• AndrewC

Three Predictions For The Post-Pandemic Office



On March 11, 2020, the World Health Organization (WHO) declared COVID-19 a global pandemic. Since then, the majority of U.S. office workers have transitioned to working from home in order to maintain social distancing and adhere to stay-at-home orders.


But once restrictions loosen and we begin to return to the office — likely in waves — one question on everyone's mind is "What will the office look like post-pandemic?" The combination of the pandemic and our national home office experiment will almost certainly have ongoing ramifications over the next few years. So what trends could the commercial real estate industry see as we all navigate our new normal?


Here's what I suspect the future has in store:


Evolving Use Demands With Mixed Results


Over the last 10 years, companies have been allocating fewer square feet to each employee, decreasing from 211.4 square feet in 2009 to 193.8 square feet at the end of 2017, with some of the most densely populated open office settings I've seen reaching as low as 125 square feet per employee.

When we return to the office, I believe there will be a renewed importance placed on personal space and less desire for large common areas. After all, almost every office surface is a shared surface, and people are not going to feel comfortable squeezing into a small conference room or lining up six in a row on a high-top. And I don't think this sentiment will dissipate quickly. With more space per employee as the primary driver, we could ultimately see an increase in office space demand.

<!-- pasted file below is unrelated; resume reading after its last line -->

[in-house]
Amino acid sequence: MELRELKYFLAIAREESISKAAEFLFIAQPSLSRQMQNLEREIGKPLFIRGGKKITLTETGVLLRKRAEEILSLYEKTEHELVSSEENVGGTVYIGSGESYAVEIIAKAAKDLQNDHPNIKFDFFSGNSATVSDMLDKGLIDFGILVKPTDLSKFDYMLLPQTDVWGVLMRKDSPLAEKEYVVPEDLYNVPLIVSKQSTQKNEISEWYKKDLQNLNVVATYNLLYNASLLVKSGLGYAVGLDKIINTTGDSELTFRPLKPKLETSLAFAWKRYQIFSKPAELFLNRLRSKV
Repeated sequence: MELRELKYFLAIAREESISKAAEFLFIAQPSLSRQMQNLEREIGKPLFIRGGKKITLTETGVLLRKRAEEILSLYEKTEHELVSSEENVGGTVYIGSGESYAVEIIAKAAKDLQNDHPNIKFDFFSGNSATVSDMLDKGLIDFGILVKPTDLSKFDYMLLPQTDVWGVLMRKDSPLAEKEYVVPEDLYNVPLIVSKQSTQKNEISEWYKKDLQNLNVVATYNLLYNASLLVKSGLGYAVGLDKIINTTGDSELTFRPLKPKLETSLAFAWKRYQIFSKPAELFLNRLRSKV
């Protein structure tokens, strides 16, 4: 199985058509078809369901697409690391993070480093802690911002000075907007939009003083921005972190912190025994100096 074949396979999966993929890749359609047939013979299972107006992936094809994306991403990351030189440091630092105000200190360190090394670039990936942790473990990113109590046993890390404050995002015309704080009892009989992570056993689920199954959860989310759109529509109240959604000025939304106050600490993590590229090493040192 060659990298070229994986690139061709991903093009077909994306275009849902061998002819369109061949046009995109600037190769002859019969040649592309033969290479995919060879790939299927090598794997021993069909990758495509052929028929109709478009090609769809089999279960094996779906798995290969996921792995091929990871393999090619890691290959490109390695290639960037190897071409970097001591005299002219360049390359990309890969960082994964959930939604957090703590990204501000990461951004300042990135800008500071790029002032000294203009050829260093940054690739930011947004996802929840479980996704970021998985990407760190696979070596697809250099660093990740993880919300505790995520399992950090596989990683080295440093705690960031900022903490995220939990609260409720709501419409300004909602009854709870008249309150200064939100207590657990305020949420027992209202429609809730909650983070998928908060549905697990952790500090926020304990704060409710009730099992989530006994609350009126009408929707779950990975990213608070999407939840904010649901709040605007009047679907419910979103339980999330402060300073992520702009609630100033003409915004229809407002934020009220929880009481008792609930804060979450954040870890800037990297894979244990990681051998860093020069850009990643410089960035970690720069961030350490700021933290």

However, counterbalancing this future demand for more space is the fact that, with the majority of traditional office jobs currently working remotely, some jobs could stay remote. Morgan Stanley CEO James Gorman told Bloomberg Television, "Clearly, we've figured out how to operate with much less real estate. Can I see a future where part of every week, certainly part of every month, for a lot of our employees will be at home? Absolutely." A recent Gartner survey of chief financial officers found that nearly three-quarters of CFOs and other finance executives expect they will move at least 5% of their on-site workforce to work-from-home after the pandemic.

The end result? It's mixed, but ultimately, I think the net demand for office space across the U.S. will grow over time. However, this growth scenario depends on businesses shifting a portion of their offices to cheaper locations. This leads me to the next trend.



A Mild Resurgence In Suburban Office

As I mentioned earlier, I believe employees are going to demand more space, meaning space could become an amenity that companies use to compete for talent, while other formerly important social amenities take a back seat.


The problem with more office space in downtown nodes is that it is expensive. So rather than requiring everyone to work in an office in Manhattan, why not allow a percentage of your team to work in offices in Yonkers, Hoboken, or Westchester? In a post-COVID world, I think we're going to see a resurgence of demand for suburban office space. The suburban office offers cheaper rent per square foot and an easier commute for your employees. People won't have to ride crowded public transit, navigate packed city sidewalks, or fight rush-hour traffic to get home. Plus, inner suburbs are continuing to grow into live-work-play neighborhoods in their own right, making them more desirable locations overall.